“Good Fire”: An Intertribal Alliance Empowers Native Californians to Restore Their Homelands

Tribal members take responsibility toward the land by reviving ancestral cultural burning. WORDS AND IMAGES Jeanine Pfeiffer  AUDIO AND VIDEO Tribal EcoRestoration Alliance    . In Northern California’s Lake County, young and young-ish Tribal women and men are reclaiming their eco-cultural heritage four generations after their great-great-grandparents were massacred, enslaved, and ousted from their homelands,

On Becoming A Steward 

In Mexico and Canada, a budding environmentalist learns important lessons in awareness and responsibility. WORDS AND IMAGES Brian Jones     Growing up in Mexico in the 1990s, I always loved nature and wildlife, particularly the great diversity of species that one can see in jungles and on beaches along the country’s Pacific coast. When

Rites and Responsibilities: What Role for White Settlers in the Work for Indigenous Sovereignty?

Reconnecting to her roots, a descendant of settlers reflects on the legacy of colonization that her ancestors both endured and perpetuated. Darcy Ottey and Sharon Shay Sloan, with members of the Re-Calling Our Ancestors team “While it may be a gift or a burden, a heritage is always a responsibility. Something to be dwelled with

Listening to the Land

A wilderness hike reminds a young woman that privileges come with responsibilities. WORDS AND IMAGES   Jessica Herman . “Alright, good luck then,” my friend Michael offered, scooting away on his aluminum boat after he dropped me off on the western edges of Átl’ḵa7tsem, or Howe Sound, north of Vancouver, British Columbia. Oh no, I thought

Circles of Kinship: Faces of Turtle Island’s Seed Guardians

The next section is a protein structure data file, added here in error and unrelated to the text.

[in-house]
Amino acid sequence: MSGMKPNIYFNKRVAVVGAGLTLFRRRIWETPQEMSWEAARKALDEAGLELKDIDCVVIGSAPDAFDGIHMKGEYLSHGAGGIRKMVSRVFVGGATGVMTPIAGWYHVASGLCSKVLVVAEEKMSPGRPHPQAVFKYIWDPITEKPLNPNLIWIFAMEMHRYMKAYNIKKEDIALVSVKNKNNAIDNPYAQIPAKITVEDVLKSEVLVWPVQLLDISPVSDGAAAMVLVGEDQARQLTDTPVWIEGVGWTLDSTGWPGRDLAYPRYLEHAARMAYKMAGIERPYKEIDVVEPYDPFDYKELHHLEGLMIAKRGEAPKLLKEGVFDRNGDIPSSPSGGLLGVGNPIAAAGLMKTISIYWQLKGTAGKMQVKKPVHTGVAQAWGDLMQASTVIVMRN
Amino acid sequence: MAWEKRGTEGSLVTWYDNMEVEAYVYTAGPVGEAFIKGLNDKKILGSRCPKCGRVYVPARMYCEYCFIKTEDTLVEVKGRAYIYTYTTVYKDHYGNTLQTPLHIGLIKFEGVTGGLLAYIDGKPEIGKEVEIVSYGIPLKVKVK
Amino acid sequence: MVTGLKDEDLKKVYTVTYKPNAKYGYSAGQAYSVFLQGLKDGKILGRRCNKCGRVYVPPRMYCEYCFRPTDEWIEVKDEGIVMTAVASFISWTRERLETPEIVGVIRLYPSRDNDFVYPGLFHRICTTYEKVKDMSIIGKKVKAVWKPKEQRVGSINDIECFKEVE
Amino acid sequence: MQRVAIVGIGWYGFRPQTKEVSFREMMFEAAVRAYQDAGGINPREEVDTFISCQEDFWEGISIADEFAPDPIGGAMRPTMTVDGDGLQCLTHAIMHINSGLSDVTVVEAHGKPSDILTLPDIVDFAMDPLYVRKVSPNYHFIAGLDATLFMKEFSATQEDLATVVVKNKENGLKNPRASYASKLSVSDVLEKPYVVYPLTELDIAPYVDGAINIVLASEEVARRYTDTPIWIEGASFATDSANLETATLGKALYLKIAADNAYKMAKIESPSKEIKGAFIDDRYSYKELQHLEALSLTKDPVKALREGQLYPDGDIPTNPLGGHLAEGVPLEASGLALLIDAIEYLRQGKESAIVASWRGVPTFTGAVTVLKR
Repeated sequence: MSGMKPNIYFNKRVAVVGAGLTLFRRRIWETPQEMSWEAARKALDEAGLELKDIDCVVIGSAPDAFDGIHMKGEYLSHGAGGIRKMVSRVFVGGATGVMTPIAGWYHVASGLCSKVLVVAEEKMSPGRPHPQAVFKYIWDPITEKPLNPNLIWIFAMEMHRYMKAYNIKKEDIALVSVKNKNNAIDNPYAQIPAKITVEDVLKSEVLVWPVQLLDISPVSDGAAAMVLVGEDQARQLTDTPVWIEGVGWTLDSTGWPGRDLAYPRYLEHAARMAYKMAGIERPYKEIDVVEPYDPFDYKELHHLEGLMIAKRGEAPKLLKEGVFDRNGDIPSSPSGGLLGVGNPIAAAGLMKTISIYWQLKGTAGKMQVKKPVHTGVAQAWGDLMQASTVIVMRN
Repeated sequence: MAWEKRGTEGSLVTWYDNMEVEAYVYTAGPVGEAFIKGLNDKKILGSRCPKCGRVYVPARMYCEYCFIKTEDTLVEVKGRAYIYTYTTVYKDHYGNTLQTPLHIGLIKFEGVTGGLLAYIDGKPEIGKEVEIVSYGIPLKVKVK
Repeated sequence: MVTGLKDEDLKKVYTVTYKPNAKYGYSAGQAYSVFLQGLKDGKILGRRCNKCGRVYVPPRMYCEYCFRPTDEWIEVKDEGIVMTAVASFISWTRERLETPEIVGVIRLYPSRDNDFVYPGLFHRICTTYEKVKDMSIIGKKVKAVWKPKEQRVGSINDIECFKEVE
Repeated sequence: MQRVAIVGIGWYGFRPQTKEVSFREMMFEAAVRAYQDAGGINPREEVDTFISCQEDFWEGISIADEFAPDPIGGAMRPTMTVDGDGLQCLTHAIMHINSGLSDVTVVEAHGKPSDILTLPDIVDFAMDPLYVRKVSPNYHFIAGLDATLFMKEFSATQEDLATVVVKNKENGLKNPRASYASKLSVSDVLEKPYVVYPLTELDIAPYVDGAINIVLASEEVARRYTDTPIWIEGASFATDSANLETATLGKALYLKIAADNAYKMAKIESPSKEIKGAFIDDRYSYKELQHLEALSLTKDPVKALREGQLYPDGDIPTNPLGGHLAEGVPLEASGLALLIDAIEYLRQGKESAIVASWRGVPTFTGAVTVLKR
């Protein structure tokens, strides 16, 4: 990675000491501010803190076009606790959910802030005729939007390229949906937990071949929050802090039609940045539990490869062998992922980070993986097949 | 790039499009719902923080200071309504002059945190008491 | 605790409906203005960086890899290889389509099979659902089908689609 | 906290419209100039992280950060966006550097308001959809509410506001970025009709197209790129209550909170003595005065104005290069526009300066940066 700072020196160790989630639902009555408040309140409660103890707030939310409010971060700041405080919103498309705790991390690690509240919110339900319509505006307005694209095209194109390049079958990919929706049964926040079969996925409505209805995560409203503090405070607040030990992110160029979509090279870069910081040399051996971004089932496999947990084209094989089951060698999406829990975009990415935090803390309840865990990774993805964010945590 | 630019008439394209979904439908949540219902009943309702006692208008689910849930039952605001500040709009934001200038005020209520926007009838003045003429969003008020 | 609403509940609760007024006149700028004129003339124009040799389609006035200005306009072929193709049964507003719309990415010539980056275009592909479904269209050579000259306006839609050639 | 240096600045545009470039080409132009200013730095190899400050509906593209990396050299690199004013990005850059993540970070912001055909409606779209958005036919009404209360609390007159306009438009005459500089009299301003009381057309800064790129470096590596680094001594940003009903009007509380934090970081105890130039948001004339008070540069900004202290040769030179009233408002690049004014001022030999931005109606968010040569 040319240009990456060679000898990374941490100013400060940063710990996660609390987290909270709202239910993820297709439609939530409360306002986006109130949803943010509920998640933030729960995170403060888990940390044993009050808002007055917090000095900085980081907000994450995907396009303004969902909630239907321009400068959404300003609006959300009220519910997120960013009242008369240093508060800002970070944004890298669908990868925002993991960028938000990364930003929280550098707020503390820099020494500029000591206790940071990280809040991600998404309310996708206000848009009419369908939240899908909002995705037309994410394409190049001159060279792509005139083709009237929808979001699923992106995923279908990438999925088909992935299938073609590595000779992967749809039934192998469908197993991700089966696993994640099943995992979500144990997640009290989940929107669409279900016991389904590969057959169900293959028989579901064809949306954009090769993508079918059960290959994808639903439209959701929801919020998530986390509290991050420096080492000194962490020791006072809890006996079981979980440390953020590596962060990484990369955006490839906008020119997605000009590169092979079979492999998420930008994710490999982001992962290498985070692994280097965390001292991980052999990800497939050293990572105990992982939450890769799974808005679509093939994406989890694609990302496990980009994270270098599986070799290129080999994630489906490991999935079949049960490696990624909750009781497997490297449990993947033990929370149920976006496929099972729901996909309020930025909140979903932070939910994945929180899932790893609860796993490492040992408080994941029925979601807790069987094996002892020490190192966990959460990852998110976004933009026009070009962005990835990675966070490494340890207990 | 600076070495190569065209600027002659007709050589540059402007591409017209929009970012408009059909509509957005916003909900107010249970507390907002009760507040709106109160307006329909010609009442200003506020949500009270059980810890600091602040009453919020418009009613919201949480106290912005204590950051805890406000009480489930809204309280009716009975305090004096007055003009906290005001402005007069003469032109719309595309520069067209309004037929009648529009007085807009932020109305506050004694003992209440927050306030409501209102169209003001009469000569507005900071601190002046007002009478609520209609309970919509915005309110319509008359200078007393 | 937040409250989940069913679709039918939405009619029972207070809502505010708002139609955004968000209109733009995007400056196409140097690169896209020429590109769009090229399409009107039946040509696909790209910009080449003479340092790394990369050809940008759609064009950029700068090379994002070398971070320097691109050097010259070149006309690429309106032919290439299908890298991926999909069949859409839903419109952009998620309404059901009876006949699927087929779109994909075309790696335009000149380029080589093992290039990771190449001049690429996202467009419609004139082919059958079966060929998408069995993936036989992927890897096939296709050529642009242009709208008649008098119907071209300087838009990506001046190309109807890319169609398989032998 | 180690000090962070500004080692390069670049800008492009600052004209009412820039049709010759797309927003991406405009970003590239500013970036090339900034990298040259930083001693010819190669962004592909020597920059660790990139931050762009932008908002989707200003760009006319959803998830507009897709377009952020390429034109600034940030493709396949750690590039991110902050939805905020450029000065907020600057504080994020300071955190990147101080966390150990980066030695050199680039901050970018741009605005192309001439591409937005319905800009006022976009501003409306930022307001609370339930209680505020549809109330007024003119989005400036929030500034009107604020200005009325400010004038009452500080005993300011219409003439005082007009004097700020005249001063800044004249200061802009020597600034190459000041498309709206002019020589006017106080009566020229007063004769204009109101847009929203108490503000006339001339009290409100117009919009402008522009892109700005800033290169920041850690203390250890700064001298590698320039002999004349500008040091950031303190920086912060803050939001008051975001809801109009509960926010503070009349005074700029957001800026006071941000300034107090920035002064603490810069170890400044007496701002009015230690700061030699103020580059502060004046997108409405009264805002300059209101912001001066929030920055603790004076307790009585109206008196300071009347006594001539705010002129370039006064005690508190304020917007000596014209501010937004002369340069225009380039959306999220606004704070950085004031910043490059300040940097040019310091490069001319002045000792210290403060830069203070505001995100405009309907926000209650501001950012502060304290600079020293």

Margaret Brascoupe and Clayton Brascoupe

Text and photos by Mateo Hinojosa “What is a seed?” Farmers, activists, academics, artists, and people of all walks of life take a moment to think of the seeds in their lives—as they digest the grains they ate that morning, finger their necklaces crafted of kernels, send a prayer to their crops in their fields

Tunun Kayutukun: Words Have Power

Unangan storytellers - eagle

by Ilarion (Larry) Merculieff and Libby Roderick Contrary to most people in modern societies who see words simply as vehicles for conveying information or expressing thoughts and feelings, people in traditional Indigenous societies view words as entities that carry great power; therefore, they must be chosen and used with utmost care. Most non-Indigenous people don’t

Giving Nature a Critical Voice: A New Approach to Nature Conservation?

Golden, Colorado

Katherine Dominique Lind . In 2014, Nature found her voice. Struggling against deforestation, gasping for air, and fed up with the carelessness of her tenants, Nature spoke up. No more passive-aggressive notes on the fridge; no more pleas imploring care and consideration. Nature put her foot down and reminded humans that she doesn’t need us,

Freeway Coyote

Salal in Drought

by Lee Beavington I watch coyote cross the freeway trickster weaves amid wheeled gods her belly droops with gaunt lactation survivor of west coast wild abides two-legged rules of concrete     haste ceaseless in her search The bald eagle roosts in the Hydro tower her nest threaded by power line feathers that once soared rot

Mother Tongues: Two Writers Explore the Words and Cultures That Shape Their Connection to Place

Two-Tailed Swallowtail Butterfly

by Dawn Wink and Susan J. Tweit Of all the arts and sciences made by man, none equals a language, for only a language in its living entirety can describe a unique and irreplaceable world. I saw this once, in the forest in southern Mexico, when a butterfly settled beside me. The color of it

Combining Environmental Stewardship and Economic Renewal in Northern Canada: The Whitefeather Forest Initiative

Project Contributors: Alex Peters, Andrew Chapeskie, Whitefeather Forest The Whitefeather Forest planning area, located in the boreal region of Ontario and Manitoba, Canada, is a holistic network of both natural and cultural features that results from the relationship between Pikangikum (Ojibwa) people and their ancestral lands. This relationship expresses a closeness that comes not only

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